Confession: Professor Ronald had a car accident whilst having an interview with me. In my defense, it was 3 in the morning in Vietnam, so it was really time’s fault.
I was the personal assistant for Professor Ronald during her visit to Vietnam, and it was comedic relief at its best. When she first landed, she asked me to take a picture, not of her or her son, but of me and a VinFast President car. On the way to the hotel, she asked where all the rice fields were, and whether my parents are farmers; then she showed me a list of food she wanted to try: bún chả, phở, bún bò huế, etc. Unsurprisingly, the whole family is vegan.
For the next 7 days, I spent virtually every day with Professor Ronald and her son, whether walking all around Hanoi trying to look for street art or when she came up to the podium to receive her award. I was really happy to be her guide during this expedition in Hanoi.
I woke up at 2 am, preparing final notes on every possible scenario, jotting down brainstormed ideas at the moment. I was really eager to reconnect with her after months, wanting to ask her about her life in the US and how it has changed. Before I could even say hello, the google meeting stopped.
The following text: “I’m having a car accident”. I know I was tripping with the sleep deprivation-demon.
Then I got a callback, she said she was healthy and uninjured, and it was a flat tire. Little did I know, things would take such a drastic turn.
Prof. Ronald brought us back to the day of her being a young 14-year-old girl. The love for Mother nature seemed to come to her intuitively. She has always been in love with being in the mountains and exploring flowers which led to her passion for Biology, followed by Genetics also obtaining her excitement. There was a time when she met people on her mountainous camp, who were scientists identifying plants and on that day, she decided who she wanted to be - a biologist.
However, being a woman in STEM was clearly not a gentle journey for Prof. Ronald until now, when she is one of the 100 most influential people in biotechnology according to Scientific American. At 17, she could become a Mathematician: she recalled back to the time when she was the only woman in her Mathematics college class; perhaps the sheer isolation, being one of a few females in the class drove her away.
I asked her: “Have you ever experienced sexism in the workplace?”.
“Yes, I did.” She said in a cheerful tone. “There have been other times certainly: meetings where only afterward I have realized all the men were talking to each other. I was a young female speaker at the time, and I did not have my talk just yet. And suddenly this one guy handed me his plane ticket and he said, “I really need this to be changed”. I was like what? And I realized people were not talking to me because they thought I was a … conference secretary.”
I don’t know why I felt frightened by this story more than any vehicular crash. Maybe in situations like these, there is no definitive flat tire to be fixed, no screaming for help, and no case to be made. You are left on your own, feeling like there would be something inherently wrong with who you are as a person, and maybe STEM is not for you.
Professor Ronald has taken on an unexpected action, instead of trying to fight her way into a conversation with the close-minded men, she would purposefully connect with scientists whether women or men feeling out of place in these conferences.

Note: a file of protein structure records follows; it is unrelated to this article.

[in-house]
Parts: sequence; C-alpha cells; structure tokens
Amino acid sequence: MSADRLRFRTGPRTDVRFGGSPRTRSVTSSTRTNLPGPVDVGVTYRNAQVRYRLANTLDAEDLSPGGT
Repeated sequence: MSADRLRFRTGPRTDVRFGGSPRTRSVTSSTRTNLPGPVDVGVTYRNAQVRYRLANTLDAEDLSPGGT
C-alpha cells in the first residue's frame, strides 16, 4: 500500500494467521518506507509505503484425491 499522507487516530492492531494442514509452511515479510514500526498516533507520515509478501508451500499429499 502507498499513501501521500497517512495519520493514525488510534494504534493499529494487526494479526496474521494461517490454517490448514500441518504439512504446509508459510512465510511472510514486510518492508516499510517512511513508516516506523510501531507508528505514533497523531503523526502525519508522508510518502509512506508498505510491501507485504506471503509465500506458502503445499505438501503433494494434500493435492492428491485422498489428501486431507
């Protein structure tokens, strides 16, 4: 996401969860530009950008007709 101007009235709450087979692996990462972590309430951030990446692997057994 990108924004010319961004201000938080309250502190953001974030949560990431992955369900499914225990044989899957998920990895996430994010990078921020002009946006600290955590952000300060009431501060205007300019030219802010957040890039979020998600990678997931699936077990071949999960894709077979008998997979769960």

You have the right to walk away from a conversation you do not want to be in.
STEM is clearly not STEM without a laboratory. In this setting, Prof. Ronald has had a great time with her teams with a lot of wonderful women. Yet she recalled several incidents of discriminatory behaviors toward her female colleague in graduate school, not only infringements on academic dishonesty but sexual harassment. From her viewpoint, in cases like this one, institutional pressure by reporting or direct speak-up is critically crucial to generate actions and policies to punish these unacceptable behaviors and outliers. Nowadays, thankfully, Prof. Ronald believed that these scenarios are no longer tolerated and men in science tend to possess high integrity.
To continue the gender issues in STEM, another big question popped up for her about what her action was to help other women in the field. Prof. Ronald did not hesitate to share the great news that currently at the University of California, Davis, the hiring process was more equal when personal information including name, gender, race, nationalities and even publication of candidates were kept anonymous, which meant that consideration is based strongly and independently on how they demonstrated their works. Although the most optimal solution for these issues is not definitively found, she was totally open to trying various ways to support the female society in STEM and speaking up whenever she had a chance to contribute to the amendment of institutional policies. She has suggested that VinUni could support its female students more on their academic pathways, so they can come back in the future and represent more for the gender.
Without another question, the tow truck came, and we parted ways. I felt down because of all the hardships Professor Ronald has been through but strangely hopeful for a bright future for aspiring women in STEM.
On behalf of Professor Ronald, we would like to extend a few sentiments to all the girls and women pursuing STEM. There exists a long and difficult road ahead, we believe in you!
Please visit this link to find out about the project Professor Ronald is currently working on!
And comment if you want to listen to the full interview.
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